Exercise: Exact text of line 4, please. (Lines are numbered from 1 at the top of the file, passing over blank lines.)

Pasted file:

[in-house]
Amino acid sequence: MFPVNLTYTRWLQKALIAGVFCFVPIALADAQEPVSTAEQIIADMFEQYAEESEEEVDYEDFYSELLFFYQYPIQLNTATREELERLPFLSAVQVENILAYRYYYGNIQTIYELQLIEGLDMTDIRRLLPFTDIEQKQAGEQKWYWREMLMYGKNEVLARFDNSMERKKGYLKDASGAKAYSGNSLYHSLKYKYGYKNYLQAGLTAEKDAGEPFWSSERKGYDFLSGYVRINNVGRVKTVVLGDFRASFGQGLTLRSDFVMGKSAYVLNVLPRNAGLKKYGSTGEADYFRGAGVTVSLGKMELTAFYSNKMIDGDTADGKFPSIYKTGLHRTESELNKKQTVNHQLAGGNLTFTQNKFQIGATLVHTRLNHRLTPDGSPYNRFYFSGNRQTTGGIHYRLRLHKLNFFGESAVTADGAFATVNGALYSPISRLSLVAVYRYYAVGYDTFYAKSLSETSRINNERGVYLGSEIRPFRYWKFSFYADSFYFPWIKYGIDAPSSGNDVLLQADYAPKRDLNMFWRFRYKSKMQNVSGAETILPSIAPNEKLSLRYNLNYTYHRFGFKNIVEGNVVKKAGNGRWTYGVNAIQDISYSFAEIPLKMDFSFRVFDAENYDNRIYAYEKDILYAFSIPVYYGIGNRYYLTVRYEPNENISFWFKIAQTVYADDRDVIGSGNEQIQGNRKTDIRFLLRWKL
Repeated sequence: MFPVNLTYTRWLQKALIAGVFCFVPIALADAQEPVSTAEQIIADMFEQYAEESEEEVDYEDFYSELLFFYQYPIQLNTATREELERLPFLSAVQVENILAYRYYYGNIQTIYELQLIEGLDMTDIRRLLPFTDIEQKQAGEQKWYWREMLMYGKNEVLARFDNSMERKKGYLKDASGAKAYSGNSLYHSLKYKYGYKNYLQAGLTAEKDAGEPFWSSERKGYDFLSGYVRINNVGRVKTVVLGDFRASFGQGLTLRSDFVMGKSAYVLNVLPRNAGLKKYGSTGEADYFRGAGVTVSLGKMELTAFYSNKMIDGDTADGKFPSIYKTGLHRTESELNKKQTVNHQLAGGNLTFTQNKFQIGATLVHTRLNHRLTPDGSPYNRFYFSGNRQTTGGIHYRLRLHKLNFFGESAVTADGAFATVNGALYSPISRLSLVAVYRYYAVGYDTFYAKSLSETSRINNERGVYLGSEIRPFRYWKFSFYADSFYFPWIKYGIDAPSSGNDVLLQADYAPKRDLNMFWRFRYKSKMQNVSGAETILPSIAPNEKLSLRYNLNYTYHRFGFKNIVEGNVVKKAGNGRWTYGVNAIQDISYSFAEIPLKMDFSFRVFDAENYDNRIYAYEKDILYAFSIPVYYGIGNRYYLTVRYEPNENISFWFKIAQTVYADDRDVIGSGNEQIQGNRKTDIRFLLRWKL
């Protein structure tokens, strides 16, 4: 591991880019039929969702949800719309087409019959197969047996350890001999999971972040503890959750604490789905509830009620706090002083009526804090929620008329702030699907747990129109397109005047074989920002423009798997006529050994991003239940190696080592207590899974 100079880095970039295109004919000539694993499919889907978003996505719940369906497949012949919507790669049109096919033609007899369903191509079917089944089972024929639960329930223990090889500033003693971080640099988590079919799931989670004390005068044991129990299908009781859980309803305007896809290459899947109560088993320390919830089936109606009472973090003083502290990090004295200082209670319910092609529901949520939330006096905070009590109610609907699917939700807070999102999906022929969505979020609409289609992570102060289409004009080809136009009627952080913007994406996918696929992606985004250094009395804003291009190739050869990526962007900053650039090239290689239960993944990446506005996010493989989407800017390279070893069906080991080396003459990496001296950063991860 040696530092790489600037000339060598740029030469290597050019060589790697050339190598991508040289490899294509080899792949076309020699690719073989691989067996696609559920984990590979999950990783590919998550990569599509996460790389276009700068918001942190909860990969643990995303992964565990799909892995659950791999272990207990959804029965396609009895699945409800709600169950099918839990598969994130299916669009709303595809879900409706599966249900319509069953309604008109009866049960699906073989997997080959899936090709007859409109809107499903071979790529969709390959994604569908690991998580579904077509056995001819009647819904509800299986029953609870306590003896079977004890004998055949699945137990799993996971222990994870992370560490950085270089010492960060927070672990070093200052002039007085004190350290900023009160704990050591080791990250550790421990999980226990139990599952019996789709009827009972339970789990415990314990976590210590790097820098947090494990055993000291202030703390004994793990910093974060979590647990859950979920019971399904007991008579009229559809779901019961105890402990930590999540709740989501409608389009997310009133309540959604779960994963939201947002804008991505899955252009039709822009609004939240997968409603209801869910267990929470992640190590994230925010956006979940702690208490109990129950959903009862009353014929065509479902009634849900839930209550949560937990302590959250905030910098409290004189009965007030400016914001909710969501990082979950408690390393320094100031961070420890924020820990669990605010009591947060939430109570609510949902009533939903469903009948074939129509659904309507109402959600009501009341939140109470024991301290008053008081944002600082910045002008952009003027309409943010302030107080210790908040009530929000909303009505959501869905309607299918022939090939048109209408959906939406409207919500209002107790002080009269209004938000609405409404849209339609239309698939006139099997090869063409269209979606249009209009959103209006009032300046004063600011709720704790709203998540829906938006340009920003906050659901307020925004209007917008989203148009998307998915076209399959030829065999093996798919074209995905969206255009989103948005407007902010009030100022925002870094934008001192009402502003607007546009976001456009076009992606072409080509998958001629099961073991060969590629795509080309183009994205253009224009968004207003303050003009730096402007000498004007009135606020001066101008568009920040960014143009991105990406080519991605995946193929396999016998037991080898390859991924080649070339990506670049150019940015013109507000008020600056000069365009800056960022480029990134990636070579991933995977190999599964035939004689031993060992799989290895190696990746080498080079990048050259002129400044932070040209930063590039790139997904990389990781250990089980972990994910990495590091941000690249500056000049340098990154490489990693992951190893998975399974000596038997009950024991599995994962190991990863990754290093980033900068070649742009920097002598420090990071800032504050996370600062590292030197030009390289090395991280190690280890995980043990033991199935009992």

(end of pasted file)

């Protein structure tokens, strides 16, 4: 591991880019039929969702949800719309087409019959197969047996350890001999999971972040503890959750604490789905509830009620706090002083009526804090929620008329702030699907747990129109397109005047074989920002423009798997006529050994991003239940190696080592207590899974 100079880095970039295109004919000539694993499919889907978003996505719940369906497949012949919507790669049109096919033609007899369903191509079917089944089972024929639960329930223990090889500033003693971080640099988590079919799931989670004390005068044991129990299908009781859980309803305007896809290459899947109560088993320390919830089936109606009472973090003083502290990090004295200082209670319910092609529901949520939330006096905070009590109610609907699917939700807070999102999906022929969505979020609409289609992570102060289409004009080809136009009627952080913007994406996918696929992606985004250094009395804003291009190739050869990526962007900053650039090239290689239960993944990446506005996010493989989407800017390279070893069906080991080396003459990496001296950063991860 040696530092790489600037000339060598740029030469290597050019060589790697050339190598991508040289490899294509080899792949076309020699690719073989691989067996696609559920984990590979999950990783590919998550990569599509996460790389276009700068918001942190909860990969643990995303992964565990799909892995659950791999272990207990959804029965396609009895699945409800709600169950099918839990598969994130299916669009709303595809879900409706599966249900319509069953309604008109009866049960699906073989997997080959899936090709007859409109809107499903071979790529969709390959994604569908690991998580579904077509056995001819009647819904509800299986029953609870306590003896079977004890004998055949699945137990799993996971222990994870992370560490950085270089010492960060927070672990070093200052002039007085004190350290900023009160704990050591080791990250550790421990999980226990139990599952019996789709009827009972339970789990415990314990976590210590790097820098947090494990055993000291202030703390004994793990910093974060979590647990859950979920019971399904007991008579009229559809779901019961105890402990930590999540709740989501409608389009997310009133309540959604779960994963939201947002804008991505899955252009039709822009609004939240997968409603209801869910267990929470992640190590994230925010956006979940702690208490109990129950959903009862009353014929065509479902009634849900839930209550949560937990302590959250905030910098409290004189009965007030400016914001909710969501990082979950408690390393320094100031961070420890924020820990669990605010009591947060939430109570609510949902009533939903469903009948074939129509659904309507109402959600009501009341939140109470024991301290008053008081944002600082910045002008952009003027309409943010302030107080210790908040009530929000909303009505959501869905309607299918022939090939048109209408959906939406409207919500209002107790002080009269209004938000609405409404849209339609239309698939006139099997090869063409269209979606249009209009959103209006009032300046004063600011709720704790709203998540829906938006340009920003906050659901307020925004209007917008989203148009998307998915076209399959030829065999093996798919074209995905969206255009989103948005407007902010009030100022925002870094934008001192009402502003607007546009976001456009076009992606072409080509998958001629099961073991060969590629795509080309183009994205253009224009968004207003303050003009730096402007000498004007009135606020001066101008568009920040960014143009991105990406080519991605995946193929396999016998037991080898390859991924080649070339990506670049150019940015013109507000008020600056000069365009800056960022480029990134990636070579991933995977190999599964035939004689031993060992799989290895190696990746080498080079990048050259002129400044932070040209930063590039790139997904990389990781250990089980972990994910990495590091941000690249500056000049340098990154490489990693992951190893998975399974000596038997009950024991599995994962190991990863990754290093980033900068070649742009920097002598420090990071800032504050996370600062590292030197030009390289090395991280190690280890995980043990033991199935009992």